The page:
Recommendation 239

Hospital discharge procedures

Accepted
The care offered by a hospital should not end merely because the patient has surrendered a bed – it should never be acceptable for patients to be discharged in the middle of the night, still less so at any time without absolute assurance that a patient in need of care will receive it on arrival at the planned destination. Discharge areas in hospital need to be properly staffed and provide continued care to the patient.

Discharging patients where it is unsafe, because there is no care and support in place, is clearly a matter of clinical negligence and a breach of the duty of care that professionals have towards those they care for. The Department of Health can see few situations where it would be reasonable to discharge a patient at night, unless it was both safe and the express wish of the patient.

The current guidance Ready to Go sets out clear steps for local authorities and the NHS to work together to plan the safe and timely discharge of patients from hospital, or transfer of patients to another care setting. Strong multi-disciplinary discharge teams are vital to ensuring that patients are discharged in a safe and timely manner.

The government is committed to ensuring safe and timely discharges, and reducing unnecessary delays. We are supporting safe and timely discharges through spending £1bn between 2010 and 2015 on reablement services which help people to regain their independence and confidence following discharge from hospital. In 2015/16 the £3.8bn Integration Transformation Fund will bring health and social care commissioners together to plan services around people to improve outcomes and experiences.

In its initial response to the inquiry, Patients First and Foremost, the government committed to draw up a new set of fundamental standards of care that will sit within the legal requirements that providers of health and adult social care must meet to be registered with the Care Quality Commission.

In June 2013, the Care Quality Commission issued A new start – Consultation on changes to the way CQC regulates, inspects and monitors care. This document started the public discussion on what the fundamental standards of care should be. DH has issued draft regulations for consultation, which set these fundamental standards of care in legislation as outcomes that must be avoided, as well as streamlining and improving the clarity of requirements which must be positively achieved in order for a provider to register with the Care Quality Commission. The Care Quality Commission, through its Chief Inspector of Hospitals, is engaging with providers, professionals and the public on what guidance it should publish on complying with these regulations and how they should relate to the Care Quality Commission’s broader assessments of the quality of hospital services. The new regulations setting out fundamental standards of care, and the Care Quality Commission’s associated guidance for providers on them, will come into effect during 2014, subject to parliamentary approval.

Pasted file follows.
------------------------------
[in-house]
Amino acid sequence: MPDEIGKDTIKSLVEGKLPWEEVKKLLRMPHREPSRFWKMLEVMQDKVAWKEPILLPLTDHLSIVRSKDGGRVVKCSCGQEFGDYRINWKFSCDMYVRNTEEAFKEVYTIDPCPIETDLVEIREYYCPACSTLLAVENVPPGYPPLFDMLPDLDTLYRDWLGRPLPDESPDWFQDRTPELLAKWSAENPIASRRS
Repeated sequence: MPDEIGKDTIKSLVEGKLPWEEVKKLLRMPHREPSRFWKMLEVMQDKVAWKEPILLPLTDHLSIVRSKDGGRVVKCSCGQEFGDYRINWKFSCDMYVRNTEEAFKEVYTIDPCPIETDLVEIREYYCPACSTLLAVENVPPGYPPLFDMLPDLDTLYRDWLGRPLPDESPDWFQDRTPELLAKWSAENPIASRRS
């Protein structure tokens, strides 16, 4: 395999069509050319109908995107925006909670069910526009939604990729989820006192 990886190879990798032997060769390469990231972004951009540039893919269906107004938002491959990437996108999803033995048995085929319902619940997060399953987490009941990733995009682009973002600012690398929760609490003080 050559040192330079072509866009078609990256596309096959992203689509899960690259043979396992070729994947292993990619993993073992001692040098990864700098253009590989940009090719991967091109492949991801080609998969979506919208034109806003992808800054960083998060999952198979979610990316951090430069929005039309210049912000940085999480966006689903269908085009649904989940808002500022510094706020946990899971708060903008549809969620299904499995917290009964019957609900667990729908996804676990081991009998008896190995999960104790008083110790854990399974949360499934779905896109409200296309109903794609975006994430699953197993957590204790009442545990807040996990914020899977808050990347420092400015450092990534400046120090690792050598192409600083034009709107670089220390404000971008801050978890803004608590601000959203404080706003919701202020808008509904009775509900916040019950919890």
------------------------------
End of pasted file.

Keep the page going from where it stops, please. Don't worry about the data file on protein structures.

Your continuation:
Care Quality Commission inspectors will spend more time listening to patients, service users and the staff who care for them. They will also speak directly to senior managers and board members. Inspection will include a closer examination of records, and inspection visits at night and at weekends. The chief inspector and his inspectorate are committed to complete openness about where good and bad care is being delivered.

Update

New Fundamental Standards regulations come into force for all providers of health and social care in April 2015. The new fundamental standards are:

  • care and treatment must be appropriate and reflect service users’ needs and preferences.
  • service users must be treated with dignity and respect.
  • care and treatment must only be provided with consent.
  • care and treatment must be provided in a safe way.
  • service users must be protected from abuse and improper treatment.
  • service users’ nutritional and hydration needs must be met.
  • all premises and equipment used must be clean, secure, suitable and used properly.
  • complaints must be appropriately investigated and appropriate action taken in response
  • systems and processes must be established to ensure compliance with the fundamental standards (good governance).
  • sufficient numbers of suitably qualified, competent, skilled and experienced staff must be deployed.
  • persons employed must be of good character, have the necessary qualifications, skills and experience, and be able to perform the work for which they are employed.
  • a health service body must act in an open and transparent way with relevant persons in relation to care and treatment provided to service users in carrying on a regulated activity (Duty of Candour).

Between April and June 2014, the Care Quality Commission consulted on how it planned to change the way it regulates, inspects and rate care services. The resulting changes will come into effect in April 2015 and consultation handbooks were issued for the seven types of provider: acute,mental health and community hospitals; NHS GP and out of hours services; residential, community and hospice adult social care services. The handbooks set out for each type of provider:

  • what the Care Quality Commission look at on an inspection.
  • how the Care Quality Commission judge what ‘good’ care looks like.
  • how the Care Quality Commission rate care services to help people judge and choose care if they want to.
  • how the Care Quality Commission use information to help decide when and where to inspect.